10 September 2013

Common GlassFish Problems

This article will give a short overview of the common GlassFish problems. Read it to learn how you can eradicate middleware problems and get GlassFish support from our Middleware Expert Support team.


GlassFish is a popular open source application server originally developed by Sun Microsystems and continued by Oracle. It’s developed alongside the latest releases of the Java EE specification so that major versions of GlassFish correspond to major versions of the Java EE specification.
C2B2 have worked with GlassFish for many years now and, in that time, have seen a wide range of issues when it comes to GlassFish. Here are a few of the things we do most often:

Performance Tuning

One of the worst things to hear from either your customers or management: “the website is slow”. Even if the website goes down, you may be able to resume a functioning website while you investigate the root cause, but performance is often more difficult to diagnose and you likely won’t be able to resume the same level of functionality because of the wide range of potential causes. How do you follow the principles of performance tuning when you need answers fast?


Oracle GlassFish, the non-free edition of GlassFish, has a tool called the Performance Tuner to help you – the problem is you won’t find this tool in the open source edition! It’s a great little tool to help you get the most out of GlassFish when you don’t know your Xmx from your Xms, but what if you don’t have that luxury?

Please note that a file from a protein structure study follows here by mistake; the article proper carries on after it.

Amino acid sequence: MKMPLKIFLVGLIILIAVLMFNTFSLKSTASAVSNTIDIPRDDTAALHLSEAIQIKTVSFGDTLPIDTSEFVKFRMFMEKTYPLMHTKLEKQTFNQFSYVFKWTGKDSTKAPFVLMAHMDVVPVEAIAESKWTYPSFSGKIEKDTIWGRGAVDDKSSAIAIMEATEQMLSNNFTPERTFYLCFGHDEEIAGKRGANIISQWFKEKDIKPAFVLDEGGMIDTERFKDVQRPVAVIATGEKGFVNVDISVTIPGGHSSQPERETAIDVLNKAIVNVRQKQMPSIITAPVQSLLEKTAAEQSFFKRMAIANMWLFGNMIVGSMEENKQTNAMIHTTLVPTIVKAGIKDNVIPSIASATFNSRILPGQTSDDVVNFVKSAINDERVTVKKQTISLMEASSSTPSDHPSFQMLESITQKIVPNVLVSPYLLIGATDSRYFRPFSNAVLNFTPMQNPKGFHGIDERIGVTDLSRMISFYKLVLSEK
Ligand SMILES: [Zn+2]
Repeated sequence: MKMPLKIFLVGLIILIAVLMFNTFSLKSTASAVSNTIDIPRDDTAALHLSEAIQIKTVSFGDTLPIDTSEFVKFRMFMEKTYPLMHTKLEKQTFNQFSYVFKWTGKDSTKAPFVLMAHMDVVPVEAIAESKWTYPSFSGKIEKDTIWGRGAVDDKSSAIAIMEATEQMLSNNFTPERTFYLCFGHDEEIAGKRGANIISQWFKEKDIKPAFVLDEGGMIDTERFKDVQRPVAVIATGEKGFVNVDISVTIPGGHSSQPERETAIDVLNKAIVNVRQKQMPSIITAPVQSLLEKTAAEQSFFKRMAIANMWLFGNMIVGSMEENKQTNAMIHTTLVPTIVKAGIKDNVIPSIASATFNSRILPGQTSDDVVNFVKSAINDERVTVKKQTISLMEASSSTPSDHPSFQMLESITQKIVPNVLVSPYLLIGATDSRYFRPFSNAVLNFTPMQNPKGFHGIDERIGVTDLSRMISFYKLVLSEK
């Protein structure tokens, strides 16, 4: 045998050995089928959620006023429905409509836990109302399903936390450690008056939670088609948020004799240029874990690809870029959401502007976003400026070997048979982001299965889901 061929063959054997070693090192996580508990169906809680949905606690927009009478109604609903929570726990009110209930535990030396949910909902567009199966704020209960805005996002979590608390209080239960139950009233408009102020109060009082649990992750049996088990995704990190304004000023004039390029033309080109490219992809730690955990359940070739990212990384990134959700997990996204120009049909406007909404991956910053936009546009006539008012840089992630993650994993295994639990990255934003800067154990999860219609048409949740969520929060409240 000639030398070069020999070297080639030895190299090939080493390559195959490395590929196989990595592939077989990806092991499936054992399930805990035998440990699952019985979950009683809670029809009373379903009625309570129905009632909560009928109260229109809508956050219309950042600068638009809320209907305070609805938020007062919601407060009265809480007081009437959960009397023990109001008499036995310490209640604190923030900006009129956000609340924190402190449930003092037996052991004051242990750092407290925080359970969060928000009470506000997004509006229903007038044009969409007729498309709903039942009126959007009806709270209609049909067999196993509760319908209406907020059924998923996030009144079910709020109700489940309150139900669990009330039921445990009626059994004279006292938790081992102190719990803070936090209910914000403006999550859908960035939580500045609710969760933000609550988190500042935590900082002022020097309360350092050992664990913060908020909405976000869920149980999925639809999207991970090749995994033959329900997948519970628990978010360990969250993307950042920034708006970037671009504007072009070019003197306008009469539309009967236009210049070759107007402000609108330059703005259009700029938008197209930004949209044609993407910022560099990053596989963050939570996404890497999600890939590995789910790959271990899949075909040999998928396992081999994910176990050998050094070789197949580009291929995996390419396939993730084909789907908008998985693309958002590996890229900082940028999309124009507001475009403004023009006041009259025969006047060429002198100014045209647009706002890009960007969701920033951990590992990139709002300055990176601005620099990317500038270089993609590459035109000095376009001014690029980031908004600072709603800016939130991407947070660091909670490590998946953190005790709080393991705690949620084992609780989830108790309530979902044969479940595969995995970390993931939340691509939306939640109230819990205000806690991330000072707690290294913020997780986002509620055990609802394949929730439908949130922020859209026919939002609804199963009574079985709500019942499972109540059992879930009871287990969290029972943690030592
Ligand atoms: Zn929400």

For many people, the appeal of GlassFish is the fact that it is open source and therefore free – so what about all those users for whom performance tuning is a dark art?
C2B2 Expert Support can provide advice on tuning any size of GlassFish environment, whether small or large. Since C2B2 has made its name in customer engagements where non-functional requirements like performance are critical issues, our advice comes with the weight of years of tried-and-tested solutions provided to many other customers.

Monitoring

The importance of monitoring production environments hardly needs stressing to most; it’s quite plain to see that maintaining a healthy infrastructure is made far easier when data, and alerts based on that data, are available.
Despite all that, it’s rare to see users making full use of all the data that’s available. Operating system level monitoring can give you an indication of the health of the host, but not the middleware that’s running on it.
Enabling the monitoring that is available with GlassFish is one way of getting some insight but, if done poorly or without care, can incur performance cost.

For more technical details on GlassFish monitoring and performance tuning, see our recent blog post.

Maybe you’ve experienced some of the pain of the scenarios we’ve outlined, or maybe you’re seeing entirely different problems! C2B2 Expert Support is more than just a helpdesk. Our customers’ problems become our problems and we make every effort to work with you to get the best out of the software you’ve paid for.



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2 comments :

  1. Are there similar options for monitoring Tomcat servers like there are for Weblogic?

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    Replies
    1. Hi Charro, there are certainly options for both. Hyperic has a WebLogic plugin which works with WebLogic upto 10.3.* (11g) and also has a Tomcat plugin. RHQ has a plugin which will work with Tomcat too, but none for WebLogic.

      Both Tomcat and WebLogic can be monitored over JMX so, in theory, any JMX capable monitoring tool will work with either. You should bear in mind, though, that generic JMX monitoring won't necessarily capture all the available data. WebLogic, for instance, has a lot of platform-specific MBeans some of which Hyperic's plugin will capture, but a generic plugin will have no knowledge of.

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